How Do You Answer When Your Beliefs Are Challenged
“TWO things I never talk about are religion and politics,” is the response of many people when these subjects come up. They know that unpleasant arguments and even loss of friends can result. So they avoid such subjects.
No doubt you also have your own convictions about such matters—and you may feel that you are right. Likely you do not feel that your beliefs should or could be changed. And if your convictions are unpopular or misunderstood, you know what strong feelings arise if you talk about them.
On the other hand, making a response when your beliefs are questioned often can be mutually beneficial. Open discussion may even remove groundless barriers and open others’ minds to new ideas that can truly benefit them. However, the way that you respond to those who disagree with you is often the key to whether the outcome is beneficial or harmful.
To strike out aggressively with your best arguments may at first seem the best way. But this can often be counterproductive, causing resentment. Better is the sage Biblical advice: “Always have your answer ready for people who ask you the reason for the hope that you all have. But give it with courtesy and respect.”—1 Pet. 3:15, 16, Jerusalem Bible (JB).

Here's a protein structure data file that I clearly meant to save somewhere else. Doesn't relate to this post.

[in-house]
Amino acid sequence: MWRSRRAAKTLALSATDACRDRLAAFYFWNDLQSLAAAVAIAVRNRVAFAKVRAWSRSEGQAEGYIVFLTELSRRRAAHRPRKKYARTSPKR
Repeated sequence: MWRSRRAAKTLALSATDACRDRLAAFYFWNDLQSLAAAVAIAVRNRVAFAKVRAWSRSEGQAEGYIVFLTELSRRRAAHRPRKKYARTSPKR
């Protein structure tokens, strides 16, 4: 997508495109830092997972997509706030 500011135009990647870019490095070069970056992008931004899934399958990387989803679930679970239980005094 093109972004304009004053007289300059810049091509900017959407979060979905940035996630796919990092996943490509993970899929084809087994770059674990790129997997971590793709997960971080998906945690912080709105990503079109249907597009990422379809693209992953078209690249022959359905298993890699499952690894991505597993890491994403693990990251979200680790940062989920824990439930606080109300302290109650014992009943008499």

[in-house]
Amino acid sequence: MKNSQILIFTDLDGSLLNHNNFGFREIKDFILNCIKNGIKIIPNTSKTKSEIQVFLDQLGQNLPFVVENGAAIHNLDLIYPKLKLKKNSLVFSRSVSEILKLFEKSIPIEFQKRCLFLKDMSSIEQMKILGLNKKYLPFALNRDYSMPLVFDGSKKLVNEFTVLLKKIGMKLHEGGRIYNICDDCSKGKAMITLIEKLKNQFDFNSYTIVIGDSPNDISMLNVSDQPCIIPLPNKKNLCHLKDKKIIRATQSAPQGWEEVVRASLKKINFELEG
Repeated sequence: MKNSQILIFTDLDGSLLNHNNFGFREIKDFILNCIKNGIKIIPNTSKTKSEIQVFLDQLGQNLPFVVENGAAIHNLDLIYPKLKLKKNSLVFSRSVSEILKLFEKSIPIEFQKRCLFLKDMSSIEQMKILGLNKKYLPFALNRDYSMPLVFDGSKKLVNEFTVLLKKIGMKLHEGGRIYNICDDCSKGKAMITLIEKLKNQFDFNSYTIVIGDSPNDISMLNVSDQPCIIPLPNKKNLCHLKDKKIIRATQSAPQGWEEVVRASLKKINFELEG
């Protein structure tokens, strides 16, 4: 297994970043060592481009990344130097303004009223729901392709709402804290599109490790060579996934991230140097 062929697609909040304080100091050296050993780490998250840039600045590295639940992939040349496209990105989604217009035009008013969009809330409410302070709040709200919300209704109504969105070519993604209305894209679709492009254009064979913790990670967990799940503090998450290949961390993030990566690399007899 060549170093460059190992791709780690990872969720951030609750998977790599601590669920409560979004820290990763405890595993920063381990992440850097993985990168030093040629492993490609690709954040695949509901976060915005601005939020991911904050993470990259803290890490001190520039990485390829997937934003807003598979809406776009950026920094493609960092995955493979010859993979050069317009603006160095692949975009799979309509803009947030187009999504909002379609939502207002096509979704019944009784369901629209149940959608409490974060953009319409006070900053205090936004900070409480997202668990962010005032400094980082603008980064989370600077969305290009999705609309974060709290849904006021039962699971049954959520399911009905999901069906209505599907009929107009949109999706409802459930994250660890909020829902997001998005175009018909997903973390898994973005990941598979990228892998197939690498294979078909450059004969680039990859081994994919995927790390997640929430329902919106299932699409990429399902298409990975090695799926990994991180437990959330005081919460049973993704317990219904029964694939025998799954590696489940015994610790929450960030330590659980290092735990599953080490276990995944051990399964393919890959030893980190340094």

“Courtesy and respect” for the other person’s sincerity in his own beliefs help to avoid arousing harmful emotions when one is discussing controversial matters. That is why the Bible also recommends that when a person is defending his Christian faith, he is “not to engage in quarrels, but . . . to be kind to everyone, a good teacher, and patient. He has to be gentle when he corrects people who dispute what he says.”—2 Tim. 2:23-25, JB.
What Christ Jesus had to say in his day ran counter to strongly entrenched and cherished beliefs of most of the people to whom he spoke. Yet he won many hearts because he showed respect for others, even when under attack for his controversial teachings: “He was insulted and did not retaliate with insults.”—1 Pet. 2:23, JB.